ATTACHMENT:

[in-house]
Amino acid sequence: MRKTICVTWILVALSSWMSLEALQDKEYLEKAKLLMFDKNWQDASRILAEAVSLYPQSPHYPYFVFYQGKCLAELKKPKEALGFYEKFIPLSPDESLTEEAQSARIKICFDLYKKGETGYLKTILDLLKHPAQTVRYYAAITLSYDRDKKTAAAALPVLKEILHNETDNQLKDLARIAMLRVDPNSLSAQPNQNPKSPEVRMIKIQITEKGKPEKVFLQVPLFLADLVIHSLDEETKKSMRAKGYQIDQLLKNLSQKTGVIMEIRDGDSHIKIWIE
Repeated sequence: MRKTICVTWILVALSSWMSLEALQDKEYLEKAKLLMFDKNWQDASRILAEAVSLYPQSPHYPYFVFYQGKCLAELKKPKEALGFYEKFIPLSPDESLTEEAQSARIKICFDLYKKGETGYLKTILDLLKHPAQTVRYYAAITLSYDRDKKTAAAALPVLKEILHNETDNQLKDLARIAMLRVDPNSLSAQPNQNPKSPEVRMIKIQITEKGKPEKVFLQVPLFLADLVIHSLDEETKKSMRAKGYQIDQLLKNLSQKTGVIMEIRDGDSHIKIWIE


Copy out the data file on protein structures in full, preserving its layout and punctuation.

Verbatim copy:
[in-house]
Amino acid sequence: MRKTICVTWILVALSSWMSLEALQDKEYLEKAKLLMFDKNWQDASRILAEAVSLYPQSPHYPYFVFYQGKCLAELKKPKEALGFYEKFIPLSPDESLTEEAQSARIKICFDLYKKGETGYLKTILDLLKHPAQTVRYYAAITLSYDRDKKTAAAALPVLKEILHNETDNQLKDLARIAMLRVDPNSLSAQPNQNPKSPEVRMIKIQITEKGKPEKVFLQVPLFLADLVIHSLDEETKKSMRAKGYQIDQLLKNLSQKTGVIMEIRDGDSHIKIWIE
Repeated sequence: MRKTICVTWILVALSSWMSLEALQDKEYLEKAKLLMFDKNWQDASRILAEAVSLYPQSPHYPYFVFYQGKCLAELKKPKEALGFYEKFIPLSPDESLTEEAQSARIKICFDLYKKGETGYLKTILDLLKHPAQTVRYYAAITLSYDRDKKTAAAALPVLKEILHNETDNQLKDLARIAMLRVDPNSLSAQPNQNPKSPEVRMIKIQITEKGKPEKVFLQVPLFLADLVIHSLDEETKKSMRAKGYQIDQLLKNLSQKTGVIMEIRDGDSHIKIWIE